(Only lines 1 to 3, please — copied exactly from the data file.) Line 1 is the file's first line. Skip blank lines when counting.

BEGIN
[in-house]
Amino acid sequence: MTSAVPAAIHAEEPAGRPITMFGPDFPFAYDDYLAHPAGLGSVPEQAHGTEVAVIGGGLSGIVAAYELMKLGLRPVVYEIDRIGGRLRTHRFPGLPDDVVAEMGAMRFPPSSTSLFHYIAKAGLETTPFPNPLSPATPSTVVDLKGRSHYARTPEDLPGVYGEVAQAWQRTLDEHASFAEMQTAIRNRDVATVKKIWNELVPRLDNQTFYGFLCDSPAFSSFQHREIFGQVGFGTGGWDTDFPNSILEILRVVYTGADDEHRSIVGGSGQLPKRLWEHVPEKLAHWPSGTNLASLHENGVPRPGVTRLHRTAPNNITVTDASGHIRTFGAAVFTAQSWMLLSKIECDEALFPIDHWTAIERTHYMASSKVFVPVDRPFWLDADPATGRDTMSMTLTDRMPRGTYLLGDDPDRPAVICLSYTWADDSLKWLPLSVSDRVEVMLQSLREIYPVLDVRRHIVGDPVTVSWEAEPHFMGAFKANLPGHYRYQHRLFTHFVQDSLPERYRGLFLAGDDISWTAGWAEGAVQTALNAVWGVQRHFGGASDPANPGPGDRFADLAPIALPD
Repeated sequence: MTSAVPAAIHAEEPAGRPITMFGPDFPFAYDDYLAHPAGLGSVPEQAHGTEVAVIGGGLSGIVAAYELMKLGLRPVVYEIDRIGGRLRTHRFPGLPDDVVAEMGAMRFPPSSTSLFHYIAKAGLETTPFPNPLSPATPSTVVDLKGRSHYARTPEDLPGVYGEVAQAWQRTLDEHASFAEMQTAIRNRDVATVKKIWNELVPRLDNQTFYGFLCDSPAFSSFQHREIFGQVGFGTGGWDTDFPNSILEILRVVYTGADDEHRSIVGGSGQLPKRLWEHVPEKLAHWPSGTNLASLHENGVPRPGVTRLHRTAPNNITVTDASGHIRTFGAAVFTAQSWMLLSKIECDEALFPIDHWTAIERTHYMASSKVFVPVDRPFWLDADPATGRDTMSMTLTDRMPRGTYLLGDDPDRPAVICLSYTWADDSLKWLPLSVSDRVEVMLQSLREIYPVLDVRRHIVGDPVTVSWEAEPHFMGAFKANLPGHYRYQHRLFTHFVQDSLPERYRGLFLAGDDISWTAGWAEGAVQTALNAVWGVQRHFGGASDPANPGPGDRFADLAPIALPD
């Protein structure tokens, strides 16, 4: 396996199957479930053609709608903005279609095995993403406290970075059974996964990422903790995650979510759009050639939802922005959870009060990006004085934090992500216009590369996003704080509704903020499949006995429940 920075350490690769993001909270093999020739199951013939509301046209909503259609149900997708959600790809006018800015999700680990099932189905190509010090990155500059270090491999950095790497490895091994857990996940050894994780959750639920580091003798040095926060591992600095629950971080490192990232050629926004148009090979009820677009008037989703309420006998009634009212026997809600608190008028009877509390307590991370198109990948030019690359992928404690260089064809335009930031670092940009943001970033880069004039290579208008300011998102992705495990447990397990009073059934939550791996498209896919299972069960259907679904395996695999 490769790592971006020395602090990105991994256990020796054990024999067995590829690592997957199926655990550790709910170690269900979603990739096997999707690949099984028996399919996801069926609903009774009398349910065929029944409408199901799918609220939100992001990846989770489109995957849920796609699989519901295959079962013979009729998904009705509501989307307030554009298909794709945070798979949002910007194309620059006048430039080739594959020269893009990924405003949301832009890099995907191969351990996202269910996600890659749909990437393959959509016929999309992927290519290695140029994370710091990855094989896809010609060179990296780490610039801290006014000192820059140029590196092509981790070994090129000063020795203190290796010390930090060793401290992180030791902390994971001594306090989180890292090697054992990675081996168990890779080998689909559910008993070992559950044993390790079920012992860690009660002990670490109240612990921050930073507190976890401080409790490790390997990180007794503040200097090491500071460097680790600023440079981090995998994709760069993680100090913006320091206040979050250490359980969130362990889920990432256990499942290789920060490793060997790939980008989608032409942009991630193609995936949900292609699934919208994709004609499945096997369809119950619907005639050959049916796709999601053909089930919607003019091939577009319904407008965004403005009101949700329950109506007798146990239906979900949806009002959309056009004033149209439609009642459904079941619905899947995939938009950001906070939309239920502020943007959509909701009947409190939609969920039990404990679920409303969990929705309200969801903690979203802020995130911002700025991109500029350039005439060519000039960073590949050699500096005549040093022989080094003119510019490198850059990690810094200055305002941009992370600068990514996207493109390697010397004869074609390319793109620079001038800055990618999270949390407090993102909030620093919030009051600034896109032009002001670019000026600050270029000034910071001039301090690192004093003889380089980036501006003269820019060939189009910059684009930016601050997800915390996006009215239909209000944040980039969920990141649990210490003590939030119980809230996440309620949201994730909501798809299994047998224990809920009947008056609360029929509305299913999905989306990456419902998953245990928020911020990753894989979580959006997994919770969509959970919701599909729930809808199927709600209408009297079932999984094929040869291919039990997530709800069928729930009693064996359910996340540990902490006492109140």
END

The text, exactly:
[in-house]
Amino acid sequence: MTSAVPAAIHAEEPAGRPITMFGPDFPFAYDDYLAHPAGLGSVPEQAHGTEVAVIGGGLSGIVAAYELMKLGLRPVVYEIDRIGGRLRTHRFPGLPDDVVAEMGAMRFPPSSTSLFHYIAKAGLETTPFPNPLSPATPSTVVDLKGRSHYARTPEDLPGVYGEVAQAWQRTLDEHASFAEMQTAIRNRDVATVKKIWNELVPRLDNQTFYGFLCDSPAFSSFQHREIFGQVGFGTGGWDTDFPNSILEILRVVYTGADDEHRSIVGGSGQLPKRLWEHVPEKLAHWPSGTNLASLHENGVPRPGVTRLHRTAPNNITVTDASGHIRTFGAAVFTAQSWMLLSKIECDEALFPIDHWTAIERTHYMASSKVFVPVDRPFWLDADPATGRDTMSMTLTDRMPRGTYLLGDDPDRPAVICLSYTWADDSLKWLPLSVSDRVEVMLQSLREIYPVLDVRRHIVGDPVTVSWEAEPHFMGAFKANLPGHYRYQHRLFTHFVQDSLPERYRGLFLAGDDISWTAGWAEGAVQTALNAVWGVQRHFGGASDPANPGPGDRFADLAPIALPD
Repeated sequence: MTSAVPAAIHAEEPAGRPITMFGPDFPFAYDDYLAHPAGLGSVPEQAHGTEVAVIGGGLSGIVAAYELMKLGLRPVVYEIDRIGGRLRTHRFPGLPDDVVAEMGAMRFPPSSTSLFHYIAKAGLETTPFPNPLSPATPSTVVDLKGRSHYARTPEDLPGVYGEVAQAWQRTLDEHASFAEMQTAIRNRDVATVKKIWNELVPRLDNQTFYGFLCDSPAFSSFQHREIFGQVGFGTGGWDTDFPNSILEILRVVYTGADDEHRSIVGGSGQLPKRLWEHVPEKLAHWPSGTNLASLHENGVPRPGVTRLHRTAPNNITVTDASGHIRTFGAAVFTAQSWMLLSKIECDEALFPIDHWTAIERTHYMASSKVFVPVDRPFWLDADPATGRDTMSMTLTDRMPRGTYLLGDDPDRPAVICLSYTWADDSLKWLPLSVSDRVEVMLQSLREIYPVLDVRRHIVGDPVTVSWEAEPHFMGAFKANLPGHYRYQHRLFTHFVQDSLPERYRGLFLAGDDISWTAGWAEGAVQTALNAVWGVQRHFGGASDPANPGPGDRFADLAPIALPD